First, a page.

After getting back to the truck, I drove up to the Columbia Icefields to meet up with Trevor and Shaun for tomorrow’s objective of Mt. Andromeda north face. Unfortunately, Trevor had some issues with his sleeping setup and come morning, felt he had to bail. So Shaun and I headed up, I on my bike. The moraines on the way up sure make for needlessly slow going with all the transitions, but they also make a new skyline seemingly every 5 minutes, making for great pictures. There were plenty of tracks to follow, and only once we turned away from Skyladder did we need to start making our own decisions on the glacier. We were going to skin up past the scrund, but with all the death cookies from avalanche debris of days previous, we had to start bootpacking earlier. I found a nice zipper for the scrund, and then we were going up the north face.

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I was surprised how easy it was, the slope held around 45* forever and ever. Then we got to the top of the face, where things are a bit steeper, but more importantly, the snow does not really stick to the ice anymore. I was stoked to be swinging the axes and climbing something interesting, but Shaun wasn’t feeling it and decided to wait for me. After a bit of trying, I realized that what I would consider the most “true” line on the north face, that squeaks by the serac at the top was not in shape to ski, I could perhaps climb it but I would have to rappel most of it coming down as the ice under the snow was mostly smooth and hard alpine ice. I went to the next option climbers left, where there is a short couloir leading to the ridge. It is probably similar to the “true face” in summer, but the slight concavity must make the sluffs running through the guts of it stick to the ice. In any case, the snow was pretty poor quality for skiing, but under the snow was at worst rotten ice or firn snow or something, which I could get an edge into at least. I set up a v-thread rappel to use on the way down where the couloir meets the face, as there was more alpine ice in the way with a required turn I wasn’t willing to make on skis alone.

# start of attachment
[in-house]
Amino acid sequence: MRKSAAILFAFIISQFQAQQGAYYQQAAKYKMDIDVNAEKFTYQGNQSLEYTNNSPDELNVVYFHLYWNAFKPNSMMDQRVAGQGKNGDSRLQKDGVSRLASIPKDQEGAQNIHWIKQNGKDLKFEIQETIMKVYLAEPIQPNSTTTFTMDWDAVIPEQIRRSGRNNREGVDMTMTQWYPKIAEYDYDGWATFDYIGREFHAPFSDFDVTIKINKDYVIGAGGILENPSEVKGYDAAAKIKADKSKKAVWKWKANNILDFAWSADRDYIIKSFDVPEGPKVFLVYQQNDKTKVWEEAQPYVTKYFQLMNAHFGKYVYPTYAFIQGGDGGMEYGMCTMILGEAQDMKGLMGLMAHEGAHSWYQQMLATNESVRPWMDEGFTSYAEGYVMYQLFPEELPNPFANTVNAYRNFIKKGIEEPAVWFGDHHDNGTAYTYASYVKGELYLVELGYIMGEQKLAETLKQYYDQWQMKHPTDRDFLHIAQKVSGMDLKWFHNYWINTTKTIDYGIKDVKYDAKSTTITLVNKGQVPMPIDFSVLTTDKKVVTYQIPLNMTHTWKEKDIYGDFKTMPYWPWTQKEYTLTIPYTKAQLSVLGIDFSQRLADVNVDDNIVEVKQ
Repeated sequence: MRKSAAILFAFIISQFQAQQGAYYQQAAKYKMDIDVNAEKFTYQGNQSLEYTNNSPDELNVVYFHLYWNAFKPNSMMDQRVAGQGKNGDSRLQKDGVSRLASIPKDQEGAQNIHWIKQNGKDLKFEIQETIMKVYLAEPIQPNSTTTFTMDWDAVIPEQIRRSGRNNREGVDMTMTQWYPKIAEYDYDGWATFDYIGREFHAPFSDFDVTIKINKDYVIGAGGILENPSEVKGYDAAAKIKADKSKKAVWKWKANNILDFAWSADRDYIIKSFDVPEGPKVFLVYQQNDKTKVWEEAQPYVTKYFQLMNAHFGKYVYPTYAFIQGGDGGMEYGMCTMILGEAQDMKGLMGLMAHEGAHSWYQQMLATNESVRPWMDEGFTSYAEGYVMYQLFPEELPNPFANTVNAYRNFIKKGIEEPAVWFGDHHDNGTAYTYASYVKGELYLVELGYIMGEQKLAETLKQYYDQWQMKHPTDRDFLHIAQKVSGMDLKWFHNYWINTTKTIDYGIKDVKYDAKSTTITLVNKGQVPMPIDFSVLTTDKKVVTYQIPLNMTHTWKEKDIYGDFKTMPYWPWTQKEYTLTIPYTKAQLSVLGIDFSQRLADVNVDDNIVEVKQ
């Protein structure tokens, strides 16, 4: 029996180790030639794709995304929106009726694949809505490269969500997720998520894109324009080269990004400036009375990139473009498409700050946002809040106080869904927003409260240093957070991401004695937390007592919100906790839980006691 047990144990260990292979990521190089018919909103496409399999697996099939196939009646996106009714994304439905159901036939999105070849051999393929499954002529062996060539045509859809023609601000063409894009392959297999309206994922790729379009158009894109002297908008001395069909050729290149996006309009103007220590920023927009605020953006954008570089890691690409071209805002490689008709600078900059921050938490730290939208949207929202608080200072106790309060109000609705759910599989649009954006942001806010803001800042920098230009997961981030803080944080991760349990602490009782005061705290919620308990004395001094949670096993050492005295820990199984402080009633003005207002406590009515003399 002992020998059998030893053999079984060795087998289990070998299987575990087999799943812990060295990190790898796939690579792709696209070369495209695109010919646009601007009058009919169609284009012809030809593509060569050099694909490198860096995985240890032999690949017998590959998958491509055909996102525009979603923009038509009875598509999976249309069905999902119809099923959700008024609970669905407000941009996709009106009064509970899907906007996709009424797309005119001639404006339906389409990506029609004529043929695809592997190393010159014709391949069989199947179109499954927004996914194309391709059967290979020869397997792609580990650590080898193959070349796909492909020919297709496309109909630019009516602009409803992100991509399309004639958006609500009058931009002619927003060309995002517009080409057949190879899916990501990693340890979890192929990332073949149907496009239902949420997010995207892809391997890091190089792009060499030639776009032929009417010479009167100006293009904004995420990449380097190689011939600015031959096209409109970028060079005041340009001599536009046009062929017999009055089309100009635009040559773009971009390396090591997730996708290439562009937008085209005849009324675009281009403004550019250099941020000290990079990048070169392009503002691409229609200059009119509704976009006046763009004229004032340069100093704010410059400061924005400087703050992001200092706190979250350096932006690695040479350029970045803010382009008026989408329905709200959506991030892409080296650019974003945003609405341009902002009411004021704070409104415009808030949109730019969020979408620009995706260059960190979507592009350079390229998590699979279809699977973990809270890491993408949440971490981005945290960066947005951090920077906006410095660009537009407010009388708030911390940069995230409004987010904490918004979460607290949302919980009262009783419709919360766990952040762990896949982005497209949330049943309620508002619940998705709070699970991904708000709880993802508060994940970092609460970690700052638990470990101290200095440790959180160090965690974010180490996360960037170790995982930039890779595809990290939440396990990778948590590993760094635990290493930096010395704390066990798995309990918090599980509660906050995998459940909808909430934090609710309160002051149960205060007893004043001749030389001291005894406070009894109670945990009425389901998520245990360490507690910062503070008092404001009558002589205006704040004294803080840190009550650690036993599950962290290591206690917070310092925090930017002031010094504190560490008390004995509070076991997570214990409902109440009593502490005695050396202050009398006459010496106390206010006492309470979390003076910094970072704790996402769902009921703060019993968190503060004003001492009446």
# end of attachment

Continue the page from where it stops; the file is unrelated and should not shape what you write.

After climbing to the ridge, the summit was wreathed in clouds, and I decided against making the short jaunt to it. There was no point in a summit a mere 20m higher than I was, just to look at cloud, plus I was concerned the weather could get worse. The skies had already put down 2cm of fresh snow through our climb. So I skied back down. The couloir was pretty straightforward, just make sure every turn went well and there was no problem. I grabbed my rope and rappelled down, then at the end of a rope fired in a screw and tied in to wrap up the rope. Shaun had decided to ski down before me, and had left a screw for his own rap below me, so I decided instead of taking the time to throw things in the pack, to just sideslip down to his screw and then do it all at once. With my hands full of rope and screws, I made a sideslip that got a bit fast for my liking, but when I stopped again, I was at the screw. I am perhaps too good of a guy, should’ve just left the damn protection there and skied down, as the footing was poor, hence why Shaun rappelled it. But for some reason, I decided to plant my edges and pull two bloody screws out, which had started to freeze in place since Shaun sunk em in. Then I made a quick turn skiers right over ice and crap to the concave part of the chute, where I knew I’d have poor snow quality, but good edge grip below, to finally square away my harness and pack for skiing down. The rest of the ski down was pretty mundane, as I expected from climbing it. A quick crossing at the scrund, then a bunch of fast powdery and corny turns down the glacier and moraines to the bike. Then a screamin’ fast bike back to the truck.